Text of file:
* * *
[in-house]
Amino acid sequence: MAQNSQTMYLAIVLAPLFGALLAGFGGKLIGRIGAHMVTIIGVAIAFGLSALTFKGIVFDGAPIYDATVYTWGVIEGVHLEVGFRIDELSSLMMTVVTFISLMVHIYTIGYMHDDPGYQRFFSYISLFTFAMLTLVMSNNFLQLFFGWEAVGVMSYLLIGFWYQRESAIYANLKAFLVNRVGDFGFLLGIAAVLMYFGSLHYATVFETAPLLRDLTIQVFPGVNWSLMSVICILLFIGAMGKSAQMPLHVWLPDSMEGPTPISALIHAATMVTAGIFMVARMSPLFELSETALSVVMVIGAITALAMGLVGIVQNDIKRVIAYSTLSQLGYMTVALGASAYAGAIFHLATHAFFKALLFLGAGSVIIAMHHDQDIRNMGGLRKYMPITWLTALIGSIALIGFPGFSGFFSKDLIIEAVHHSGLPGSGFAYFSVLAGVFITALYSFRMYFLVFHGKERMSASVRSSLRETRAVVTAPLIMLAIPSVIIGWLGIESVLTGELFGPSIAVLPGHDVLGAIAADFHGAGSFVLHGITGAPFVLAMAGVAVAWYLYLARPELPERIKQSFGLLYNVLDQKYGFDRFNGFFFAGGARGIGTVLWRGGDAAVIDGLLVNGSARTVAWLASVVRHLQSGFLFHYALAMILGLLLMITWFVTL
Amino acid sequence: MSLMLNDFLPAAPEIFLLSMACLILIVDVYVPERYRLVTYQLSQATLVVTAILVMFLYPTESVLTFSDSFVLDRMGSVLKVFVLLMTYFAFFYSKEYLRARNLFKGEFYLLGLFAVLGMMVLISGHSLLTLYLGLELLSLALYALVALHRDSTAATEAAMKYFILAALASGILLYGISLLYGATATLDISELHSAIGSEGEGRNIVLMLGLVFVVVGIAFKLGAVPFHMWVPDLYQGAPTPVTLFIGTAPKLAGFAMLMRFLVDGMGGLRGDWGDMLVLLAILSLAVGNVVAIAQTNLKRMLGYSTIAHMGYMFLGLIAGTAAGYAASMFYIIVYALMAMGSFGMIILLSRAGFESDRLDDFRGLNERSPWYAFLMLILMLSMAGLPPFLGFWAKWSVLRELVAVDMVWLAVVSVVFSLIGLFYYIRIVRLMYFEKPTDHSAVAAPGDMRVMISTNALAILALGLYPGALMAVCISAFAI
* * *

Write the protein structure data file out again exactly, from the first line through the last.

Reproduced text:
[in-house]
Amino acid sequence: MAQNSQTMYLAIVLAPLFGALLAGFGGKLIGRIGAHMVTIIGVAIAFGLSALTFKGIVFDGAPIYDATVYTWGVIEGVHLEVGFRIDELSSLMMTVVTFISLMVHIYTIGYMHDDPGYQRFFSYISLFTFAMLTLVMSNNFLQLFFGWEAVGVMSYLLIGFWYQRESAIYANLKAFLVNRVGDFGFLLGIAAVLMYFGSLHYATVFETAPLLRDLTIQVFPGVNWSLMSVICILLFIGAMGKSAQMPLHVWLPDSMEGPTPISALIHAATMVTAGIFMVARMSPLFELSETALSVVMVIGAITALAMGLVGIVQNDIKRVIAYSTLSQLGYMTVALGASAYAGAIFHLATHAFFKALLFLGAGSVIIAMHHDQDIRNMGGLRKYMPITWLTALIGSIALIGFPGFSGFFSKDLIIEAVHHSGLPGSGFAYFSVLAGVFITALYSFRMYFLVFHGKERMSASVRSSLRETRAVVTAPLIMLAIPSVIIGWLGIESVLTGELFGPSIAVLPGHDVLGAIAADFHGAGSFVLHGITGAPFVLAMAGVAVAWYLYLARPELPERIKQSFGLLYNVLDQKYGFDRFNGFFFAGGARGIGTVLWRGGDAAVIDGLLVNGSARTVAWLASVVRHLQSGFLFHYALAMILGLLLMITWFVTL
Amino acid sequence: MSLMLNDFLPAAPEIFLLSMACLILIVDVYVPERYRLVTYQLSQATLVVTAILVMFLYPTESVLTFSDSFVLDRMGSVLKVFVLLMTYFAFFYSKEYLRARNLFKGEFYLLGLFAVLGMMVLISGHSLLTLYLGLELLSLALYALVALHRDSTAATEAAMKYFILAALASGILLYGISLLYGATATLDISELHSAIGSEGEGRNIVLMLGLVFVVVGIAFKLGAVPFHMWVPDLYQGAPTPVTLFIGTAPKLAGFAMLMRFLVDGMGGLRGDWGDMLVLLAILSLAVGNVVAIAQTNLKRMLGYSTIAHMGYMFLGLIAGTAAGYAASMFYIIVYALMAMGSFGMIILLSRAGFESDRLDDFRGLNERSPWYAFLMLILMLSMAGLPPFLGFWAKWSVLRELVAVDMVWLAVVSVVFSLIGLFYYIRIVRLMYFEKPTDHSAVAAPGDMRVMISTNALAILALGLYPGALMAVCISAFAI